4 days in Camiguin

4 days in Camiguin

Half-Filipina, half-Aussie travel influencer Zowie Palliaer shows us how to navigate the Island Born of Fire, her style

Camiguin, nicknamed the Island Born of Fire, is one of the few places in the country where you can experience all that the Philippines offers without having to leave the municipality. It has challenging mountain trails, powdery white-sand beaches, colorful underwater scenes, delicious food, and amazing people—all within an island that’s smaller than Malta.

Camiguin-based model and travel influencer, Zowie Palliaer, tells us the best route to take to fully experience the adventure-packed island. Here’s her take on spending four days and three nights in this gem North of Mindanao.

Day 1: Explore nearby sights

Her favourite resort in Camiguin: Bintana sa Paraiso. Photo from Zowie Palliaer

Flying into Camiguin, you’ll get in around lunch time. First thing’s first, food! Straight across from the airport is La Dolce Vita, so grab a delicious wood fire pizza before the adventure starts. From there, check into Bintana sa Paraiso Naasag and then continue a few kilometres down the road to the Old Volcano. Transformed into the stations of the cross, it’s about 30 minutes of easy walk to the summit where you’ll be rewarded with incredible views of the island.

Or you can swing by the Sunken Cemetery later in the day and get the same colors as this photo. Photo by Carson Moody

Next up, the Sunken Cemetery. Here, you can either take photos from the view deck, ride a boat to the Cross platform for a closer look, or the adventurous type can even snorkel among the marine life and coral that have now taken over the cemetery. Past the Sunken Cemetery lies the Old Spanish Church Ruins. Aside from the cross, this historical site is one of the last standing reminders of the destructive volcanic eruption in 1871, making it an integral part of Camiguin’s history.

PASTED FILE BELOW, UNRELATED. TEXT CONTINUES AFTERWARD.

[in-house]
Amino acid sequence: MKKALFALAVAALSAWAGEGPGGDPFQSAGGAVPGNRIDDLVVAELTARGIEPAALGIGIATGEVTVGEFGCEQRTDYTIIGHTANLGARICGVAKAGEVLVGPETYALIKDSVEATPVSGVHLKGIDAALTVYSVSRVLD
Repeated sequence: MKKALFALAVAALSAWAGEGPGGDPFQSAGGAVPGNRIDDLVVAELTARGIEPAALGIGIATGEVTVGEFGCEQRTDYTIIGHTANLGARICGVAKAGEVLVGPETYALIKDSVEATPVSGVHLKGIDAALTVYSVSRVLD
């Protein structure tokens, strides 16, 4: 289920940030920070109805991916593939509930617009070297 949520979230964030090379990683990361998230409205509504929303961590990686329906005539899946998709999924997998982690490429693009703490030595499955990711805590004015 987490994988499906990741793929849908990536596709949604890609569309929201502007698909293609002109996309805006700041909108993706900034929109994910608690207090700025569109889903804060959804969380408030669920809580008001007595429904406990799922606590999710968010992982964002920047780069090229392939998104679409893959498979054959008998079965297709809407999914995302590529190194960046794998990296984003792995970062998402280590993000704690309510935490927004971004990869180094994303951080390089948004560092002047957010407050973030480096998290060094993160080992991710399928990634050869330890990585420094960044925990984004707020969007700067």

Finish the day off at Ardent Hot Springs. These cascading springs are flowing with warm water from the active Mt. Hibok Hibok volcano, so it’s a perfect spot to settle in and relax during the early evening.

Day 2: Swimsuit day!

Zowie’s advice for White Island: GET. HERE. EARLY. Photo from Zowie Palliaer

The early bird catches the worm, or in this case, less brutal sun rays on White Island. Arguably the most visited destination in Camiguin, Zowie recommends heading out there early as the only shade on offer are beach umbrellas for hire. Swim, relax and enjoy the view looking back at Camiguin from this ever-changing sandbar.

Katibawasan Falls. It’s not that far from the White Island boat terminal. Photo by Andrew Del Rosario

Since you started early, there’s plenty of time left for adventure, so make your way to Katibawasan Falls. Found in the middle of dense jungle, the 250-foot waterfall is a sight to behold, and the pool surrounding it provides a refreshing place to swim and take photos.

We can confirm that it is, indeed, close to freezing cold water. Photo by Daniel Soriano

Last stop on the day’s agenda is Sto. Niño Cold Springs. Take a winding road up the mountain in Catarman and you’ll find yourself at the biggest natural spring on the island. The water here verges on freezing, so Zowie suggests jumping in without hesitation. There are picnic sheds around the edge of the pool for you to hang out in when you’re not swimming. Complete the chill time and have fish spa.

Day 3: Adventure time

Switch it up and head to Sagay and Guinsiliban on the other side of the island on day three. Put on your hiking shoes for a trek to the lesser known Binangawan Falls in Sagay. An intermediate climb, the jungle covered path leading to the falls is steep but rewarding once you reach the oasis at the bottom. You’re almost guaranteed to have the place to yourself, so it’s a perfect place to swim and explore this untouched area.

Head back on the road and keep making your way around the island to the Moro Watchtower in Guinsiliban. Located behind the elementary school, this centuries-old tower was used in the Spanish era to guard against Moro attacks from mainland Mindanao.

Travel a further 10 minutes to the Kibila Giant Clam Sanctuary in Cantaan, Guinsiliban. This small stretch of white sand is home to hundreds of giant clams just off shore, part of a breeding program. Snorkel among incredible coral formations, plentiful marine life and get up close and personal with the clams.

Day 4: Bittersweet last day in Camiguin

Here’s a piece of the action beneath the waves off of Mantigue Island. Photo by Daniel Soriano

Cap your Camiguin trip with some of my personal favorite destinations, starting with the gem of Mahinog—Mantigue Island. Accessible by a 10 minute pump boat ride, Mantigue is a marine sanctuary absolutely teeming with underwater life, and you might even spot a turtle or two. The island is shaded by a thick canopy of trees and is home to a small fishing community so be sure to walk around the island and meet the locals. There’splenty of picnic sheds and tables, and there’s a small restaurant where you can order grilled meat and seafood.

One of the many delicacies you can get at J&R Fishpen: local clams raised right at the fishpen. Photo by Daniel Soriano